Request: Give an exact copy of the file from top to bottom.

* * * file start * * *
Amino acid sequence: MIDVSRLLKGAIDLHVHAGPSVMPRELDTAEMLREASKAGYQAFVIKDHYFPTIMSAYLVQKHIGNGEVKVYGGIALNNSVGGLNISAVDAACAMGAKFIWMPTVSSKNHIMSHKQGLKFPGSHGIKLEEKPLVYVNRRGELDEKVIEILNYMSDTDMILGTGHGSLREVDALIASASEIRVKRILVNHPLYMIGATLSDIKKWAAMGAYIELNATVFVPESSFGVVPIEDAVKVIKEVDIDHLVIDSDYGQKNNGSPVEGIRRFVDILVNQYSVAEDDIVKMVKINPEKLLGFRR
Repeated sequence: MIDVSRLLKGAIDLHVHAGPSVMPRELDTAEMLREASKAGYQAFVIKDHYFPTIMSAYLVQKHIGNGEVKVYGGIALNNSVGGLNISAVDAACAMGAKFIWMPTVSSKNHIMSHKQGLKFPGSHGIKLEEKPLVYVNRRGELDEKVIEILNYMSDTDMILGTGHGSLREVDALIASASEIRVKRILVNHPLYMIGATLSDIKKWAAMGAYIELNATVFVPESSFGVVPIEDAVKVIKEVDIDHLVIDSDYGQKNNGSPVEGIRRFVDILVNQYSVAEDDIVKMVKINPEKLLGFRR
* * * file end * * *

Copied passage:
Amino acid sequence: MIDVSRLLKGAIDLHVHAGPSVMPRELDTAEMLREASKAGYQAFVIKDHYFPTIMSAYLVQKHIGNGEVKVYGGIALNNSVGGLNISAVDAACAMGAKFIWMPTVSSKNHIMSHKQGLKFPGSHGIKLEEKPLVYVNRRGELDEKVIEILNYMSDTDMILGTGHGSLREVDALIASASEIRVKRILVNHPLYMIGATLSDIKKWAAMGAYIELNATVFVPESSFGVVPIEDAVKVIKEVDIDHLVIDSDYGQKNNGSPVEGIRRFVDILVNQYSVAEDDIVKMVKINPEKLLGFRR
Repeated sequence: MIDVSRLLKGAIDLHVHAGPSVMPRELDTAEMLREASKAGYQAFVIKDHYFPTIMSAYLVQKHIGNGEVKVYGGIALNNSVGGLNISAVDAACAMGAKFIWMPTVSSKNHIMSHKQGLKFPGSHGIKLEEKPLVYVNRRGELDEKVIEILNYMSDTDMILGTGHGSLREVDALIASASEIRVKRILVNHPLYMIGATLSDIKKWAAMGAYIELNATVFVPESSFGVVPIEDAVKVIKEVDIDHLVIDSDYGQKNNGSPVEGIRRFVDILVNQYSVAEDDIVKMVKINPEKLLGFRR